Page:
Section G: Sisikon through Morschach to Brunnen
With the largest difference in altitude (almost 400 meters), the final stretch of The Swiss Path is definitely more of a hike than previous sections. The ascent through woods and local farms is a hefty hike not to be underestimated, especially in the heat of the afternoon. The town of Morschach makes for a good resting spot before the final walk to Brunnen.

Back in Brunnen
And just like that, you are back where you started after traversing the history of Switzerland!

For the average hiking times, distances, and altitude changes, visit the Weg der Schweiz website to learn more about each section of the trail.

TIPS FOR HIKING THE SWISS PATH
Make It An Overnight Adventure
Because we were determined to complete the whole path, we broke it up into a two-day hike. We stayed in a family-run berggasthaus in Eggberge, a mountain top village above Flüelen, which we reached by cable car. With cows chomping away in the meadow below the patio and the sunset painting the opposite peaks in a romantic hue, we couldn’t have been happier with this decision.

Hike Just A Section or Two
While I am very glad that the Swiss Family Domecks completed The Swiss Path, I readily admit that it is neither the most rigorous nor the most epic of hiking trails in Switzerland. Unless you have a strong desire to retrace the historical milestones of this landlocked country as we did, I’d recommend just doing certain sections of the Weg der Schweiz.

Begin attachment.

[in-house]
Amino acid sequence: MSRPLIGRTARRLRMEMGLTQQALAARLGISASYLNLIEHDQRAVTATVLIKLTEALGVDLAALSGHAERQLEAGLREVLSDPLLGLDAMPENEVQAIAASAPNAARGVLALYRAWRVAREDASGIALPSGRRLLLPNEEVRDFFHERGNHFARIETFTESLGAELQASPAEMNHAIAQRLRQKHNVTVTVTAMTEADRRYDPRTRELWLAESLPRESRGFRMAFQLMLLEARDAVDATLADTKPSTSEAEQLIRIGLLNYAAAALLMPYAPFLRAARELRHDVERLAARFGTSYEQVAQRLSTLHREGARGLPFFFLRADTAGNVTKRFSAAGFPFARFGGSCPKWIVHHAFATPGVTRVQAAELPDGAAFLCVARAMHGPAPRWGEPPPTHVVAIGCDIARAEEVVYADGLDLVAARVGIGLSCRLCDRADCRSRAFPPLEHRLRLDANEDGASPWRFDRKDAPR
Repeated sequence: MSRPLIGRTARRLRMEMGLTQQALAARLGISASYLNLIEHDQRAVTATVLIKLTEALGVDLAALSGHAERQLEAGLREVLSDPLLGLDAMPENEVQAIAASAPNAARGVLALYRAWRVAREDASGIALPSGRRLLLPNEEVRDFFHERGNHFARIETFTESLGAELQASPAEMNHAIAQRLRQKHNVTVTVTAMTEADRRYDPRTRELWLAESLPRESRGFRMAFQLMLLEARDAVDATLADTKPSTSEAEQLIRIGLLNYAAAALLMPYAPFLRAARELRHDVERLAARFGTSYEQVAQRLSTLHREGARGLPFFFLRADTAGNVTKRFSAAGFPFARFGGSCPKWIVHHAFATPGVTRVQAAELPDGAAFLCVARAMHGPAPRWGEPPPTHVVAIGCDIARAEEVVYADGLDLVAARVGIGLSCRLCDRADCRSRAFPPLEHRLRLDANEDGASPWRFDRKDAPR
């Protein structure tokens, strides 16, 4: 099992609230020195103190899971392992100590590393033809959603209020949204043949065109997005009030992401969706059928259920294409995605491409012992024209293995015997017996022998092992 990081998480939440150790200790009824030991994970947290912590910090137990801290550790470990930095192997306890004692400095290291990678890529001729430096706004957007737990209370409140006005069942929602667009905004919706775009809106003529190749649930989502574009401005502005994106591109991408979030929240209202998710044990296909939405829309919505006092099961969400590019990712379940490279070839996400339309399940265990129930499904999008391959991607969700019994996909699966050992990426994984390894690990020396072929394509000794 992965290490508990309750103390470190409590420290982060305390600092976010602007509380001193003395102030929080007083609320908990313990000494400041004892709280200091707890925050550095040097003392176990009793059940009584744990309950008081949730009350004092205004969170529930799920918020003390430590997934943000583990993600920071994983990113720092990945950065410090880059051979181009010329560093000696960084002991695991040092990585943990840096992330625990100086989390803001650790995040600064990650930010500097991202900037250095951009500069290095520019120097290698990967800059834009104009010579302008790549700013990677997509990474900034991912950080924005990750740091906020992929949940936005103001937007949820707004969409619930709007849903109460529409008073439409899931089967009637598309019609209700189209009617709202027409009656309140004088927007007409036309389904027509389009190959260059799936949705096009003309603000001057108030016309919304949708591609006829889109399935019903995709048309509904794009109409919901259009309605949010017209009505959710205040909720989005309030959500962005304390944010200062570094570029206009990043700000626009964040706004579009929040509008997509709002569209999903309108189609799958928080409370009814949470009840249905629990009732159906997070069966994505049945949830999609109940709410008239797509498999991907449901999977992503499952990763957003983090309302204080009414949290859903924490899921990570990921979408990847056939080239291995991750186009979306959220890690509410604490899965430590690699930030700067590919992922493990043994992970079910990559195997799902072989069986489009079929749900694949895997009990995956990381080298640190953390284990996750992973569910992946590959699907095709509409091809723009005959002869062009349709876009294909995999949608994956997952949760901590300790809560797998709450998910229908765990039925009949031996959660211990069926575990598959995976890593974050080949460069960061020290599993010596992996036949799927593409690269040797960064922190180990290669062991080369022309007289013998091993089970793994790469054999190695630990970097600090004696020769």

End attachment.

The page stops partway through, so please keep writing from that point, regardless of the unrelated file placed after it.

In my opinion, I believe the most enjoyable sections of The Swiss Path can be done as two different day-hikes or one full day-hike. The first: the hike from Rütli up to Seelisberg and then down to Bauen. It’s a 9 km stretch of trail that involves 350 meters of elevation change and takes a little over three hours on average to complete. The second: the hike from Flüelen to Sisikon. With only 75 meters of elevation change, average hikers can complete the 8 kilometers in about 2.5 hours.

Check the Ferry Schedule
If you’re going to rely on the ferryboats to make your way around the lake more than your own two feet, make sure to review the ferry schedule beforehand. Depending on the season, boats may only visit small ports like Bauen a few times a day.

Go with the Family
This is definitely a family-friendly hike, with many sections suitable for young children to join on the adventure. And as I did this hike 25-weeks pregnant, I can definitely say it’s a great one for active pregnant women, especially because there are several actual-bathroom-stops along the trail.

Enjoy The Swiss Path!
We really enjoyed our two day hiking experience. As you can see from all my photos, we were extremely lucky to have such beautiful weather – even if the afternoon heat was a bit too much for Basil the Kooiker at times. For us, this was the perfect hike to commemorate our two-year anniversary of living in Switzerland, a country that we have come to love and one with a history that we find fascinating.


Hoi zäme! What do you think about The Swiss Path? Would you like to hike it all, do a section or two, or just take in the scenery from the comfort of a ferryboat bench?